It’s only natural that when a group of different personality types are cooped up together for eight hours a day, five days a week, that sooner or later a feud will break out. Even in the best of work environments, there’s no escaping that each individual has their own set of ambitions, principles and opinions, and that they won’t always match up with someone else’s.
Left unresolved, a workplace dispute can cause a toxic work environment that affects the whole team. When you’re constantly feeling caught in the middle of two warring colleagues, it can cause morale and productivity to plummet. From a major clash of egos to quarrelling over having the window open, it is impossible to eradicate conflict all together, but there are ways to prevent it from escalating.
Hear both sides
It might sound obvious, but speaking to the employees individually to hear their own perspectives on what happened will make them feel understood and respected, on a level playing field. Being able to put their own sides forward with only a neutral mediator present means they are more likely to be honest about what happened, rather than trying to shirk the blame. Encourage full transparency – hiding details could mean the actual root of the problem is skimmed over.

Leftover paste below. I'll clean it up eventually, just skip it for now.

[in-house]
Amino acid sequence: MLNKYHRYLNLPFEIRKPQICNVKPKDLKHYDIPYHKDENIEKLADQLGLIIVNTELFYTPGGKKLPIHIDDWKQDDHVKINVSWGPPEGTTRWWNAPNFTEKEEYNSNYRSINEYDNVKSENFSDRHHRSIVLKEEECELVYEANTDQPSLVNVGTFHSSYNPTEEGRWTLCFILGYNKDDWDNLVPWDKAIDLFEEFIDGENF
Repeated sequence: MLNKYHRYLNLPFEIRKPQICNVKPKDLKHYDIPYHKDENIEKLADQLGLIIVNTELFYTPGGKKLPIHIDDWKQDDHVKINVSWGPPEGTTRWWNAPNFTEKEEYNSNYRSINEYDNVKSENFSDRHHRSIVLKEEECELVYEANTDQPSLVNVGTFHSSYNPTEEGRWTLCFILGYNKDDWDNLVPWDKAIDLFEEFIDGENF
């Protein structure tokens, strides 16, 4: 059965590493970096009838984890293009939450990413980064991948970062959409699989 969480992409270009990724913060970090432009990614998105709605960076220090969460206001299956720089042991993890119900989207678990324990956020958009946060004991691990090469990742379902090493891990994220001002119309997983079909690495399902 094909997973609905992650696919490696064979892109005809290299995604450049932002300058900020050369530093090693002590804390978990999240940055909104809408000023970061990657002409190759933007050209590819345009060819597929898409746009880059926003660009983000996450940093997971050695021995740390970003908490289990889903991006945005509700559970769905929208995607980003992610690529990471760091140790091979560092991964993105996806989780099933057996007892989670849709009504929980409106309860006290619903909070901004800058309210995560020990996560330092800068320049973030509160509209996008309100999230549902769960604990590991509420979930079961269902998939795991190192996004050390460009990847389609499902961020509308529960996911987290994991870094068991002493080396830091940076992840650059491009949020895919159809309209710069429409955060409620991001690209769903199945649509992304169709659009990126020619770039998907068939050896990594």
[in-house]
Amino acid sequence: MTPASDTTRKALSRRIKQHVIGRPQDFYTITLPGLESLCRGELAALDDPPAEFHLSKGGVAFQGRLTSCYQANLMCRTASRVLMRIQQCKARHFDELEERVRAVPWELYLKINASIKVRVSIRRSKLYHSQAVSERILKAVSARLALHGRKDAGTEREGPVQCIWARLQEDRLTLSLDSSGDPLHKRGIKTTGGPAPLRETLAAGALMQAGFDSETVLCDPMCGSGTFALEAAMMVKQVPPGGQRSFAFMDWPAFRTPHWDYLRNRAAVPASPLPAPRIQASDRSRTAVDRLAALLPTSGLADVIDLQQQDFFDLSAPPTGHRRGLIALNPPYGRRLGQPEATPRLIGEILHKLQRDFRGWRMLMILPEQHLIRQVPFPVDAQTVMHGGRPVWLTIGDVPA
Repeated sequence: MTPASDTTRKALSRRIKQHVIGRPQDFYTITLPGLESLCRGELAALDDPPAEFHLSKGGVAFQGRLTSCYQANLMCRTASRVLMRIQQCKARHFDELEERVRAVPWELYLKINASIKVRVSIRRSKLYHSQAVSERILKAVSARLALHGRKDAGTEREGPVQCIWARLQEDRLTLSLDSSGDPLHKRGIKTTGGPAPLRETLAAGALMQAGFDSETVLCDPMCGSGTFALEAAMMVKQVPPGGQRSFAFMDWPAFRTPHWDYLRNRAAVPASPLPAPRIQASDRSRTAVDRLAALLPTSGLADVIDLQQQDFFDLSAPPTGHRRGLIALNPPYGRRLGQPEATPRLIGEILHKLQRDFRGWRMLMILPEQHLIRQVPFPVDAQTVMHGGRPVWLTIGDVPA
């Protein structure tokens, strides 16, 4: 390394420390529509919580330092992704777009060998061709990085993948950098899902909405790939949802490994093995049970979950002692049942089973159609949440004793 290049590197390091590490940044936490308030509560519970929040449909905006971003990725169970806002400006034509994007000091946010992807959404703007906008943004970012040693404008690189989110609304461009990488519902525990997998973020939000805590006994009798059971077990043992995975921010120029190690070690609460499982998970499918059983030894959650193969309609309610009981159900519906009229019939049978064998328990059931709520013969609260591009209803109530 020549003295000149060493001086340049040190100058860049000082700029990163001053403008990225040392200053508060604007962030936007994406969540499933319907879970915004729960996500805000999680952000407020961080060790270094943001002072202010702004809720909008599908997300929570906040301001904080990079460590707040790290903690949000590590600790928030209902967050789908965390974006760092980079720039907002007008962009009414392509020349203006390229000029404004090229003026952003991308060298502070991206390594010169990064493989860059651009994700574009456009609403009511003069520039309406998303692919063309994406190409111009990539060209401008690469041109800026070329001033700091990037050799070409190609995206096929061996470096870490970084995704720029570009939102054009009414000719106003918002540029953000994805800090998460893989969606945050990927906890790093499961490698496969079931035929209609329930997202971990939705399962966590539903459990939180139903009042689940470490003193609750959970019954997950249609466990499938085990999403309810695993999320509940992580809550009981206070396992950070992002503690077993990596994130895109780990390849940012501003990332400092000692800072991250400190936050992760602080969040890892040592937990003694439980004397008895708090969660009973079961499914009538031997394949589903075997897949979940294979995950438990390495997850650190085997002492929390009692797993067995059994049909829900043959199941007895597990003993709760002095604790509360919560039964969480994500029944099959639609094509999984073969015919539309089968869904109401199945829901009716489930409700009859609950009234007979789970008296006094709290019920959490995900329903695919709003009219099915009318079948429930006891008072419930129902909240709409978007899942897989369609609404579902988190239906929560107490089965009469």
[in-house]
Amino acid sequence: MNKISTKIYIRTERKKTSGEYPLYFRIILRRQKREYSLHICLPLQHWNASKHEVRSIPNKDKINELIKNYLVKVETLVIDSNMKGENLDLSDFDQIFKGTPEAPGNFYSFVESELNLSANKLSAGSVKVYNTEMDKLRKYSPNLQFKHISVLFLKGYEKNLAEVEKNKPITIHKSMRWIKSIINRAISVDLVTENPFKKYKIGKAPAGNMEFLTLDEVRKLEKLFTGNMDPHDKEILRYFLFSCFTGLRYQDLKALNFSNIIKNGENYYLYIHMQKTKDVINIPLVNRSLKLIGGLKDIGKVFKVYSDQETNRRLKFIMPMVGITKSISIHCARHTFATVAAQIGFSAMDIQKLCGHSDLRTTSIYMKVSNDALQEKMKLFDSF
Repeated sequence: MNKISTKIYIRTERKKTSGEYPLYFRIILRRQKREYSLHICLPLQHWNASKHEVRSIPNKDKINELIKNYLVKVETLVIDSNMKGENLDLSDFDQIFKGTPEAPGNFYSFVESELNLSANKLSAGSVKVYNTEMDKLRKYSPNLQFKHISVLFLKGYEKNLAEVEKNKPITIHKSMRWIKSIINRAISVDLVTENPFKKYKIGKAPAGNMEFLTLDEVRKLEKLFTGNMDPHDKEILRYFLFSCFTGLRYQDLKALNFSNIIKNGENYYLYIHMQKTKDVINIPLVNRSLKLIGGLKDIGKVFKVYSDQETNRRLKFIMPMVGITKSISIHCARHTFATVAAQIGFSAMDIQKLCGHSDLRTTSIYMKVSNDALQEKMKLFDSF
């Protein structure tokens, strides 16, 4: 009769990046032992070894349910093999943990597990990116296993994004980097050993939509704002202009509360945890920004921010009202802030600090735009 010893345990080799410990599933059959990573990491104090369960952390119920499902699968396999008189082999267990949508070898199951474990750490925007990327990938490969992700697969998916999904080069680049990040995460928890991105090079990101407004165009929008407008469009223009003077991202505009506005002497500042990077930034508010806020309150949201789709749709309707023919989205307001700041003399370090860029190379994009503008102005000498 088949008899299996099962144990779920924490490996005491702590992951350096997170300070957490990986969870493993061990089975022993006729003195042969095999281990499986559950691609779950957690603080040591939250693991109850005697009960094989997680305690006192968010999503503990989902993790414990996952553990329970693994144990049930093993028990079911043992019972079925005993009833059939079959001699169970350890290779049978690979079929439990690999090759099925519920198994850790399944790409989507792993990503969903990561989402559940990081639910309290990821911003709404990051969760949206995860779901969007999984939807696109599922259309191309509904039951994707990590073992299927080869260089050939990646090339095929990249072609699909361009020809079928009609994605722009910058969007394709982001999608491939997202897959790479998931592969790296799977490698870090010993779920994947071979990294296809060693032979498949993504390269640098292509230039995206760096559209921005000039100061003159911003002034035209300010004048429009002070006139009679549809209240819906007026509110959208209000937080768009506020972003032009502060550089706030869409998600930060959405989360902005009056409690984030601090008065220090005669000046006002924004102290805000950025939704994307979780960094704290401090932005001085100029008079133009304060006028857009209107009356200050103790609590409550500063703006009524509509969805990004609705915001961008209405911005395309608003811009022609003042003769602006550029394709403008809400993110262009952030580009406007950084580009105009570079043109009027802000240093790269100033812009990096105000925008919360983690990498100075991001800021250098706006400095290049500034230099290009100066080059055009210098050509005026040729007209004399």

Get to the root of the problem
The only way to develop the right solution is to identify the real issue, as sometimes the root of the issue can be masquerading as something else. The argument might not necessarily stem from a workplace issue, it could be the product of interpersonal issues, but either way the main cause of the conflict needs to be identified in order for a solution to be proposed.
What would your employees like to come out of this? What are the means to solving the conflict? It’s not enough to just want to end the dispute – there needs to a clear outcome to reduce the chances of it happening again. Asking questions will encourage them to think about the bigger picture and how their conflict may affect their day-to-day working life.
It’s not always easy, but avoid taking sides. It may be interpreted as favouritism by other employees, which could damage your credibility. Remain impartial, even if your opinions align more with one party than the other. It’s also important to not get dragged into it on a personal level, as the aim should be to give employees autonomy to be able to work out their issues between themselves in the future.
Once everyone has talked it through, look at the situation objectively. Analyse how their different approaches and opinions could be used to complement each other, and how their strengths and weaknesses balance out. A critical step to resolving conflict is by rebuilding the rapport between the feuding employees. Ask them to find common ground by agreeing on small changes they can make between themselves to minimise the chances of the problem cropping up again in the future. From giving them more control over their working hours to allocating new responsibilities, the aim is to rebuild the fractured working relationship and restore optimum productivity in the workplace.